May 4, 2015 – The U.S. Supreme Court has declined to hear the case. The denial marks the end of the road legally in Kosilek’s lengthy struggle to receive appropriate care while in prison. “This is a terrible and inhumane result for Michelle,” said GLAD Transgender Rights Project Director Jennifer Levi in a statement. “But it is just a matter of time before some prison somewhere is required to provide essential surgery, meeting the minimal Constitutional obligations of adequate medical care for transgender people in prison.” Read more.

April 15, 2015 – A respected group of Civil Procedure Scholars, including University of Pennsylvania Law School Professor Tobias Barrington Wolff as counsel of record, filed an amicus brief in support of Kosilek’s petition for cert. The brief supports the assertion made in the petition that with its December 2014 en banc ruling the First Circuit Court of Appeals overstepped its role, improperly retried the facts of the 2012 trial, and applied the wrong standard of legal review.

A second amicus brief was filed by the World Professional Association for Transgender Health (WPATH) citing the established professional consensus in the medical and mental-health communities that in appropriate cases sex reassignment surgery (SRS) is medically necessary care for management of gender dysphoria. The brief asserts that with its December 2014 en banc ruling the First Circuit Court of Appeals departed from accepted principles for evaluating the propriety of medical evidence.

March 16, 2015 – GLAD, attorney Joseph L. Sulman, and Goodwin Procter LLP have filed a petition for certiorari to the U.S. Supreme Court . The petition asserts that the First Circuit Court of Appeals overstepped its role with its December 2014 en banc ruling that, in vacating the earlier panel decision favorable to Kosilek, improperly retried the facts of the 2012 trial, and applied the wrong standard of legal review. Read more

(Note: the petition for cert was filed as Kosilek v. O’Brien, Commissioner of the Massachusetts Department of Correction)

Update, December 16, 2014 – The full First Circuit Court of Appeals reversed the earlier ruling that the Commonwealth of Massachusetts must provide Michelle Kosilek, an incarcerated transgender woman, medically-necessary gender reassignment surgery. Read GLAD’s statement.

Update, March 2014 – GLAD submitted a brief to the First Circuit Court of Appeals for the rehearing en banc.

Update, February 2014 – The Commonwealth’s request for rehearing en banc was granted by the Court granted by the Court. Oral argument is set for May 8.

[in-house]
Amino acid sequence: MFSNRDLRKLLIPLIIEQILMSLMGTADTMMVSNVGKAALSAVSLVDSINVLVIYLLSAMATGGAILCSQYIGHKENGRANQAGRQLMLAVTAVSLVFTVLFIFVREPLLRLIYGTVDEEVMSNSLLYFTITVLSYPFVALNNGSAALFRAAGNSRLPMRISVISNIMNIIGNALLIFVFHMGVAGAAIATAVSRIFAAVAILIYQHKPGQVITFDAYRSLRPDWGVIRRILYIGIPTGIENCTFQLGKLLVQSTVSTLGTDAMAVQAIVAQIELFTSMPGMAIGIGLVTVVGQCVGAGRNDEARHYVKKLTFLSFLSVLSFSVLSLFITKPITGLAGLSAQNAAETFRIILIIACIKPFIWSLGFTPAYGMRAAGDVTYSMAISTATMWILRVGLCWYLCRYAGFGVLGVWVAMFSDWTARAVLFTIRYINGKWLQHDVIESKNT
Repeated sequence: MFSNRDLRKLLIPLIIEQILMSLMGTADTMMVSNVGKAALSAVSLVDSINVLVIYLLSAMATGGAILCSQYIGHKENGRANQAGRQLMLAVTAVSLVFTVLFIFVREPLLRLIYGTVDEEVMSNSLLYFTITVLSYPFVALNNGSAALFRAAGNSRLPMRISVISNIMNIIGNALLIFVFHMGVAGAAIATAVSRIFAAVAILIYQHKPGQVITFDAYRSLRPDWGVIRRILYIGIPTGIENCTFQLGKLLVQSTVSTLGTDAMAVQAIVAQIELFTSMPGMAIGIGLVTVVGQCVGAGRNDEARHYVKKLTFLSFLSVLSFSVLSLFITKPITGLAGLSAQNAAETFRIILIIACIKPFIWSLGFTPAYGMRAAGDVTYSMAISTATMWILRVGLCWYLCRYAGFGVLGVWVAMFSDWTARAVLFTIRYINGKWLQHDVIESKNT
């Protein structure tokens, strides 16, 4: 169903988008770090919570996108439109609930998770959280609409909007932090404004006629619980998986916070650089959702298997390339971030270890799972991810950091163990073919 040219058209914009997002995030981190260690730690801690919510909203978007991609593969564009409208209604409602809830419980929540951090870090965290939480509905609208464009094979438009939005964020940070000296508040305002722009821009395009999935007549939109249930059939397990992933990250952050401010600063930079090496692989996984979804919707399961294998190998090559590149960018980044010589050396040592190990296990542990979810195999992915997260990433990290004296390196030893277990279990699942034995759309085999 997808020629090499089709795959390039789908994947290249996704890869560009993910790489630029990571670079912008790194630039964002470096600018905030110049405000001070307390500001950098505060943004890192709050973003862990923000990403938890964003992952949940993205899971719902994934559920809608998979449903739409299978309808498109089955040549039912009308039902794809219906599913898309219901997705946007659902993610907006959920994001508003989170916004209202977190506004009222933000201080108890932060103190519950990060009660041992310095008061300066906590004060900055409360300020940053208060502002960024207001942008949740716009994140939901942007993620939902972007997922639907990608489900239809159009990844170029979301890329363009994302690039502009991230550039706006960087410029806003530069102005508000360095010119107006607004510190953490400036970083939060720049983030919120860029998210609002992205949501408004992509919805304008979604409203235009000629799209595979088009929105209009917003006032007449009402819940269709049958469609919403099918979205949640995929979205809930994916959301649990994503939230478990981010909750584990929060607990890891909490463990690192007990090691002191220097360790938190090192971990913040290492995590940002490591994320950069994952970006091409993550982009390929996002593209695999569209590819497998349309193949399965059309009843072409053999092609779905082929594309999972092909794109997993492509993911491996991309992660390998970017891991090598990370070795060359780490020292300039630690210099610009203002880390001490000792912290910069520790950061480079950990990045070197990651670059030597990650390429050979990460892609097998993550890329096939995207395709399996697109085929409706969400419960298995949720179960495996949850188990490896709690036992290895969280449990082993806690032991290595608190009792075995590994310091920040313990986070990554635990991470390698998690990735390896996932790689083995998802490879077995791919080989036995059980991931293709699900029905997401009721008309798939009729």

January 17, 2014 – GLAD welcomed the First Circuit Court of Appeals ruling that the Commonwealth cannot deny Michelle Kosilek, an incarcerated transgender woman, gender reassignment surgery to treat her severe gender identity disorder. Read GLAD’s full statement on the ruling and see Kosilek v. Spencer: Questions and Answers.

The case was argued before the Court of Appeals for the First Circuit on April 2, 2013, after the Commonwealth appealed Wolf’s ruling. Joseph L. Sulman and David Brody of the Law Office of Joseph L. Sulman are representing Kosilek.

Kosilek was denied reassignment surgery by the Department of Corrections (DOC) against the recommendations of multiple doctors hired by DOC. In ruling last fall that DOC violated Kosilek’s 8th amendment right to freedom from cruel and unusual punishment, District Court Judge Mark L. Wolf found that DOC engaged in a pattern of “pretense, pretext and prevarication” to deny her treatment.

That pattern of pretense, pretext, and prevarication, GLAD believes cannot be allowed to erode core constitutional commitments to the health and safety of anyone who is incarcerated including, in this case, a transgender woman serving a life sentence.  The denial of necessary medical care to Michelle Kosilek amounted to nothing more than transgender exceptionalism.

Like the district court before it, the First Circuit affirmed in it’s ruling that constitutional rights belong to everyone.

GLAD filed an amicus brief in the appeal describing the pervasive stigma and discrimination associated with transgender people in general, and with gender reassignment surgery, specifically – and has since taken on the role of co-counsel in the case following  the departure of Kosilek’s long-term attorney, Frances S. Cohen, from her firm Bingham McCutcheon.